Campaign : AMIE (ACRF MJO Investigation Experiment): Observations of the Madden Julian Oscillation for Modeling Studies
2011.10.01 - 2012.03.31
Website : http://campaign.arm.gov/amie/
Lead Scientist : Chuck Long
For data sets, see below.
Deep convection in the tropics plays an important role in driving global circulations and the transport of energy from the tropics to the mid-latitudes. Understanding the mechanisms that control tropical convection is a key to improving climate modeling simulations of the global energy balance. One of the dominant sources of tropical convective variability is the Madden- Julian Oscillation (MJO), which has a period of approximately 30-60 days.
There is no agreed upon explanation for the underlying physics that maintain the MJO. Many climate models do not show well-defined MJO signals, and those that do have problems accurately simulating the amplitude, propagation speed, and/or seasonality of the MJO signal. Therefore, the MJO is a very important modeling target for the ARM modeling community geared specifically toward improving climate models. The ARM MJO Investigation Experiment (AMIE) period coincided with a large international MJO initiation field campaign called CINDY2011 (Cooperative Indian Ocean experiment on intraseasonal variability in the Year 2011) that took place in and around the Indian Ocean from October 2011 to January 2012. AMIE, in conjunction with CINDY2011 efforts, provided an unprecedented data set that allowed investigation of the evolution of convection within the framework of the MJO. AMIE observations also complemented the long-term MJO statistics produced using ARM Manus data and allowed testing of several of the current hypotheses related to the MJO phenomenon.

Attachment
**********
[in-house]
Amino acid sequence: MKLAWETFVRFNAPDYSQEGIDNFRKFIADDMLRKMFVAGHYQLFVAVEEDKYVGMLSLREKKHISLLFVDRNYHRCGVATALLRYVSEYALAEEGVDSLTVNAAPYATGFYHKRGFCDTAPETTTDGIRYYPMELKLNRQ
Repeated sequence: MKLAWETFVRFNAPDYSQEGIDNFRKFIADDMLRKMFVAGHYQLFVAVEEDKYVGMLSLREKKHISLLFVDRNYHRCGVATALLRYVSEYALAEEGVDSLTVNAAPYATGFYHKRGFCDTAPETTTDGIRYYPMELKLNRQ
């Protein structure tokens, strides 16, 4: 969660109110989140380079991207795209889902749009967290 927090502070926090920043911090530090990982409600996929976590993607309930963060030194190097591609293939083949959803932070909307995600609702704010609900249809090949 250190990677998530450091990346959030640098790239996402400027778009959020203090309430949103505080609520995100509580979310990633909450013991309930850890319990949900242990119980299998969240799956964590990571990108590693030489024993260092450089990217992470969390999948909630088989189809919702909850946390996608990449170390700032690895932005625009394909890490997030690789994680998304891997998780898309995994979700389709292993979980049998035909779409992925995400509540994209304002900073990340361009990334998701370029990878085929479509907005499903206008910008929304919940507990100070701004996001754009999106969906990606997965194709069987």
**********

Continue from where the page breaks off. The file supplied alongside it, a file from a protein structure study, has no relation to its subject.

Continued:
Taking advantage of the expected deployment of a C-POL scanning precipitation radar and an ECOR surface flux tower at the Manus ARM site, we proposed to increase the number of sonde launches to 8/day starting in about mid-October of the field experiment year, which is climatologically a period of generally suppressed conditions at Manus and just prior to the climatologically strongest MJO period. The field experiment lasted until the end of the MJO season (typically March), affording the documentation of conditions before, during, and after the peak MJO season. The increased frequency of sonde launches throughout the experimental period provided better diurnal understanding of the thermodynamic profiles, and thus a better representation within the variational analysis dataset. Finally, a small surface radiation and ceilometer system was deployed at the PNG Lombrum Naval Base about 6 km away from the Manus ARM site in order to provide some documentation of scale variability with respect to the representativeness of the ARM measurements.
Campaign Data Sets
|IOP Participant||Data Source Description||Final Data Submitted to Archive|
|Long||Radiative Flux Analysis Evaluation Product||Order Data|